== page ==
Table of Contents
Four ethical perspectives were considered in the construction of the ethics position questionnaire: (a) situationism, which advocates a contextual analysis of morally questionable actions; (b) absolutism, which uses inviolate, universal moral principles to formulate moral judgments; (c) subjectivism, which argues that moral judgments should depend primarily on one’s own personal values; and (d) exceptionism, which admits that exceptions must sometimes be made to moral absolutes. The original response Ethics Position Questionnaire (EPQ) used was a 9-point scale, although the version presented here uses only a 5-point scale. Idealism scores are calculated by summing responses from items 1 to 10. Relativism scores are calculated by summing responses from items 11 to 20. As this scale is used for research purposes primarily, normative data are not available.
The two scales that make up the EPQ were found to have adequate internal consistency, were reliable over time, were not correlated with social desirability, and were not related to scores on the Defining Issues Test. The Relativism scale did correlate with scores on the Survey of Ethical Attitudes. When the scales were used to classify Ss into one of the ideologies, predictions concerning differences in each ideology’s moral judgment processes were supported.
Author of Tool:
Forsyth, D. R. 1980. A taxonomy of ethical ideologies. Journal of Personality and Social Psychology, 39: 175-184.
Primary use / Purpose:
Assesses degree of idealism and rejection of universal moral rules in favor of relativism
The Ethics Position Questionnaire
Please indicate if you agree or disagree with the following items. Each represents a commonly held opinion and there are no right or wrong answers. We are interested in your reaction to such matters of opinion. Rate your reaction to each statement by writing a number to the left of each statement where:
- 1 = Completely disagree
- 2 = Largely disagree
- 3 = Moderately disagree
- 4 = Slightly disagree
- 5 = Neither agree nor disagree
- 6 = Slightly agree
- 7 = Moderately agree
- 8 = Largely agree
- 9 = Completely agree
- People should make certain that their actions never intentionally harm another even to a small
- Risks to another should never be tolerated, irrespective of how small the risks might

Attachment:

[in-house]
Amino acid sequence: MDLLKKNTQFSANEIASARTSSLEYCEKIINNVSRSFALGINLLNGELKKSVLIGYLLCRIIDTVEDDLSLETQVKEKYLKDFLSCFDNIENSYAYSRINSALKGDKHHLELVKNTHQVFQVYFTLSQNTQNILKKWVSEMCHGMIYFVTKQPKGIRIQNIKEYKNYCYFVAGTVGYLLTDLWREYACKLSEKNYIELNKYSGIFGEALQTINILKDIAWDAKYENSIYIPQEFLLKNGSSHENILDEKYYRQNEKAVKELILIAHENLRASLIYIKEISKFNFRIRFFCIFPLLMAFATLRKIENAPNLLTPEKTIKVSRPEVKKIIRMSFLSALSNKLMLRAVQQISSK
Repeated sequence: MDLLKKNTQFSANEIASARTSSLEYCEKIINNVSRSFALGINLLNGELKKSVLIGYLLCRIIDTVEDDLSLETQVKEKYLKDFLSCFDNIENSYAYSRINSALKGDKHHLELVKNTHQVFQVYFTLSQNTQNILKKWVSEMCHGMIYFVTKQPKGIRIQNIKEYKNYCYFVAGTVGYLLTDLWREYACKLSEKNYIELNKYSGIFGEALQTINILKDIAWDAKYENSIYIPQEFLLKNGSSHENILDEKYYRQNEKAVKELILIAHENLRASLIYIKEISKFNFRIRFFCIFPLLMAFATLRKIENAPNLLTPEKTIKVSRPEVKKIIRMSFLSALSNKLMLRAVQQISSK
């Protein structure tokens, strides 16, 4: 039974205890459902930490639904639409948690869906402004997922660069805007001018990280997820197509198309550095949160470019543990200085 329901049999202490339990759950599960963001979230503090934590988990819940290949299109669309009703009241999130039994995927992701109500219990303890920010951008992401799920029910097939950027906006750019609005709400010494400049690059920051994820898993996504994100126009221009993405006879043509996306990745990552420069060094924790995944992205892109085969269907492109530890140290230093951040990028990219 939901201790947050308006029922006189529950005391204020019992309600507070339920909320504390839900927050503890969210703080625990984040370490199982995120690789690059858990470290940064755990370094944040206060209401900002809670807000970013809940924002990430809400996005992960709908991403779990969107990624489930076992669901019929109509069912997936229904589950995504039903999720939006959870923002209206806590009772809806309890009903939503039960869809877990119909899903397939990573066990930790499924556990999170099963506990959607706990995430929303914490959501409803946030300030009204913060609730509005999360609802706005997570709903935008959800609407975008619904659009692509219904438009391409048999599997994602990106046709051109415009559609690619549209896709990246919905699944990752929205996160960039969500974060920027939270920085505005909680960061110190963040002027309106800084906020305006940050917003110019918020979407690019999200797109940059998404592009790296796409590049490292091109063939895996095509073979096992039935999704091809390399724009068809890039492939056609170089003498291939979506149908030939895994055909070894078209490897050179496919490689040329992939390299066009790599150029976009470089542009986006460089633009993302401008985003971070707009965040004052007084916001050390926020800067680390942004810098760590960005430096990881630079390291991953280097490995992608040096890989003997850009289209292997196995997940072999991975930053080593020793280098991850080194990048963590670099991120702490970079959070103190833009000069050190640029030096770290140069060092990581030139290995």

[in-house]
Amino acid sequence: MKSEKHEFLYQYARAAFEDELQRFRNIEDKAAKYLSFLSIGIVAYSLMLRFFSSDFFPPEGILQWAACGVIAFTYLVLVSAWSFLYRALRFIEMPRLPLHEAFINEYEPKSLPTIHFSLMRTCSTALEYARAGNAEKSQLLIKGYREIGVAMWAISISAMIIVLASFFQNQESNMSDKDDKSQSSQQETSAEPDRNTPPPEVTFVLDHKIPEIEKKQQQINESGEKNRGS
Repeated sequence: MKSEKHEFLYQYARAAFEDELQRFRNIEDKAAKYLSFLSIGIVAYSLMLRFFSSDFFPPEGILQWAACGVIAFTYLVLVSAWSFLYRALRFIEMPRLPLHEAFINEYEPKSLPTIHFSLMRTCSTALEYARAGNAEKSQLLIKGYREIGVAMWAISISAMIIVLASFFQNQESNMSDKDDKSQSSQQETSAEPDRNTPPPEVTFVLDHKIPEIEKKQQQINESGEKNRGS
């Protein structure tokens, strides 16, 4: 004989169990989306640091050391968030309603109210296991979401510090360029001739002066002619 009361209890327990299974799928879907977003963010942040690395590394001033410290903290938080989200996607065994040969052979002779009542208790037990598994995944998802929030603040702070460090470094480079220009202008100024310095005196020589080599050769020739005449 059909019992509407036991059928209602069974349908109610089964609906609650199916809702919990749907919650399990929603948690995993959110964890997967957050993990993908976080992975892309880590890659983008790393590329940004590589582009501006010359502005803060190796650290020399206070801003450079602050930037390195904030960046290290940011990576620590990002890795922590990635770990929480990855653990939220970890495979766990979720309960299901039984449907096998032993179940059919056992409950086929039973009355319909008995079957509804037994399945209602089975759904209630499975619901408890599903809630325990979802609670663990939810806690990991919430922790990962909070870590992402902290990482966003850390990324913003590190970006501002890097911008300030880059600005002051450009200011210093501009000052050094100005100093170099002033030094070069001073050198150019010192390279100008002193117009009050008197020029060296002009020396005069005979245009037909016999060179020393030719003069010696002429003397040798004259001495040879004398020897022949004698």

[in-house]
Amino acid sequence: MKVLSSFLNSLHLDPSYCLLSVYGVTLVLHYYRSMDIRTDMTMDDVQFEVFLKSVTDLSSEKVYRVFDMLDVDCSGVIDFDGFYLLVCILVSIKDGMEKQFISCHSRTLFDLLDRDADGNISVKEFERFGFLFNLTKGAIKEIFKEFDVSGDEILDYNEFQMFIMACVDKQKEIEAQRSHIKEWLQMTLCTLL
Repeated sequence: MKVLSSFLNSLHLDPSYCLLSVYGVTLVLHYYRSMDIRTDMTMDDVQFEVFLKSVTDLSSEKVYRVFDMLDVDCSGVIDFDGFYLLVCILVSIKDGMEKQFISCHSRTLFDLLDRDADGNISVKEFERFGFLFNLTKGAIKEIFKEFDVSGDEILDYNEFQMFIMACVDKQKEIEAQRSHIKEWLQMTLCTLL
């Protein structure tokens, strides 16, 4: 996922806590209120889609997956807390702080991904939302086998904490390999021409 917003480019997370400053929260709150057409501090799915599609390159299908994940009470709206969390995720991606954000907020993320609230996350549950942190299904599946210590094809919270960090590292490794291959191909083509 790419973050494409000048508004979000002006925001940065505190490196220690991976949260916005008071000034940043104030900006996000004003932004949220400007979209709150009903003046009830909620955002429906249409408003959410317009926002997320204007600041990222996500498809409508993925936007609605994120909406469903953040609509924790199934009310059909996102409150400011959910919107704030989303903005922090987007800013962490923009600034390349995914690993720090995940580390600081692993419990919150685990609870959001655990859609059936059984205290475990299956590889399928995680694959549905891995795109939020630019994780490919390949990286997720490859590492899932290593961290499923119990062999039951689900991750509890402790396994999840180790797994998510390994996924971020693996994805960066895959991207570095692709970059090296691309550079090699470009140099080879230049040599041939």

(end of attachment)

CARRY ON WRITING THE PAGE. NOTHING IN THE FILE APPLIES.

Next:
- The existence of potential harm to others is always wrong, irrespective of the benefits to be
- One should never psychologically or physically harm another
- One should not perform an action which might in any way threaten the dignity and welfare of another
- If an action could harm an innocent other, then it should not be
- Deciding whether or not to perform an act by balancing the positive consequences of the act against the negative consequences of the act is immoral.
- The dignity and welfare of the people should be the most important concern in any
- It is never necessary to sacrifice the welfare of
- Moral behaviors are actions that closely match ideals of the most “perfect”
- There are no ethical principles that are so important that they should be a part of any code of
- What is ethical varies from one situation and society to
- Moral standards should be seen as being individualistic; what one person considers to be moral may be judged to be immoral by another
- Different types of morality cannot be compared as to “rightness.”
- Questions of what is ethical for everyone can never be resolved since what is moral or immoral is up to the
- Moral standards are simply personal rules that indicate how a person should behave, and are not be be applied in making judgments of
- Ethical considerations in interpersonal relations are so complex that individuals should be allowed to formulate their own individual codes.
- Rigidly codifying an ethical position that prevents certain types of actions could stand in the way of better human relations and adjustment.
- No rule concerning lying can be formulated; whether a lie is permissible or not permissible totally depends upon the
- Whether a lie is judged to be moral or immoral depends upon the circumstances surrounding the
Idealism scores are calculated by summing responses from items 1 to 10. Relativism scores are calculated by summing responses from items 11 to 20. The original response scale used was a 9- point scale, although people often trim it back to a true Likert 5-point scale.
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